It was as befuddled as Big Ben has ever looked against the Bengals. His 52.6 completion rate is quite glaring for a guy that has 23 games of at least 60 percent passing against the Bengals.

"We've been doing what we've been doing all year. We really were just executing at a high level," Bell said. "We didn't have any mistakes, no dropped coverages or anything like that. Communication was on point. We were just doing what we were supposed to do. We really just kept playing our game. Like I said, we were all dialed in on the same accord, on the same page. We just executed tonight."

Probably because they have been together a little bit now. It was no coincidence that the guys leading the charge Monday night were three of the new players they added over the offseason. Bynes, Bell and Alexander seem to be hitting their stride after going through the 2020 pitfalls of signing with a team during a pandemic that wiped out spring ball and pre-season games as well as a chunk of training camp.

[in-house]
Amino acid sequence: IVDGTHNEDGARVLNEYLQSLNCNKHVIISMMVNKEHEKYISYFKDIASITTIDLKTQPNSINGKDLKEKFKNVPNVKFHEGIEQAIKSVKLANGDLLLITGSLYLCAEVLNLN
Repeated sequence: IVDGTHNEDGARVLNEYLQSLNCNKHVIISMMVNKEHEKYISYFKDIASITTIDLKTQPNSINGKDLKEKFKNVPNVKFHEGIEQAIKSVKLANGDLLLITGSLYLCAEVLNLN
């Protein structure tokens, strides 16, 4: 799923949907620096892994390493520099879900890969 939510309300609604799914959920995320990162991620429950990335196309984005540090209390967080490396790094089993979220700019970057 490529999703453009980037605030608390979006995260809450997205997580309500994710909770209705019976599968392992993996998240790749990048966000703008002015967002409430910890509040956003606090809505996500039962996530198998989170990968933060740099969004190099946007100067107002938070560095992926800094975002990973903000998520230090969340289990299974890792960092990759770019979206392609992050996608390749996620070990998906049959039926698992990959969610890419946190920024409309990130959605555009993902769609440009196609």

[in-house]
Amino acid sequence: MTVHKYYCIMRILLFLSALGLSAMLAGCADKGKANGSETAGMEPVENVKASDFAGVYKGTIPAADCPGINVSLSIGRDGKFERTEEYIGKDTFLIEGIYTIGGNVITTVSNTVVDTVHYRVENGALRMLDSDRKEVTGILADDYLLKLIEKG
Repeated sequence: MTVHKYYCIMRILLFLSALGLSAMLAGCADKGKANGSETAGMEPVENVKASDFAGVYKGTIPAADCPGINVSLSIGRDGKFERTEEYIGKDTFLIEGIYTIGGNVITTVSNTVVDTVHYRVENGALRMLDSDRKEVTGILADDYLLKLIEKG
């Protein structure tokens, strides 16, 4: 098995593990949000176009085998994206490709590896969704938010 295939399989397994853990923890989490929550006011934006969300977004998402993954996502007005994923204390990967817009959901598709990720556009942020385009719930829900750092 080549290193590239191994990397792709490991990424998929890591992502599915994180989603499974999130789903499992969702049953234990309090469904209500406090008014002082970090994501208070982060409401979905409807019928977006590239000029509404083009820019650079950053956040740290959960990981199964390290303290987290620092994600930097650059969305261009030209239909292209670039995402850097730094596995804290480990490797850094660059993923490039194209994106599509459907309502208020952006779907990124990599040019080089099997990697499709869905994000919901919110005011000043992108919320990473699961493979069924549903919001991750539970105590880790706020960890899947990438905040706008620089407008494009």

They were particularly cohesive in the back, where Roethlisberger has traditionally tortured the Bengals deep. But he only completed one of 12 passes longer than 10 yards and the DBs, led by cornerback Darius Phillips' three passes defensed (he could have picked the first play of the game and nearly had another), Alexander's two passes defensed and cornerback William Jackson III allowing just two catches for 12 yards on five targets.

Again, Bell alluded to a comfort level with his mates.

"Reading keys. In the formations, you know what they was giving us. Really just playing top down and don't beat yourself," Bell said. "That's the biggest thing in this league. Playing with great eyes, especially as safeties and reading the keys and seeing what the situation is and going out there and just playing. Communication."

Throw in edge rusher Carl Lawson's sack to add to his perpetual six-hit harassment of Roethlisberger, and the defense kept writing its story.

"Those guys going to the playoffs. It shows the world tonight we can play with anybody," Bell said. "We played all phases of the game. We played great team football. Hand in hand football, offense and defense. Put them in position to make points, plays. Taking the ball away just letting loose and having fun. That's one of the most complete games we've played at the highest level."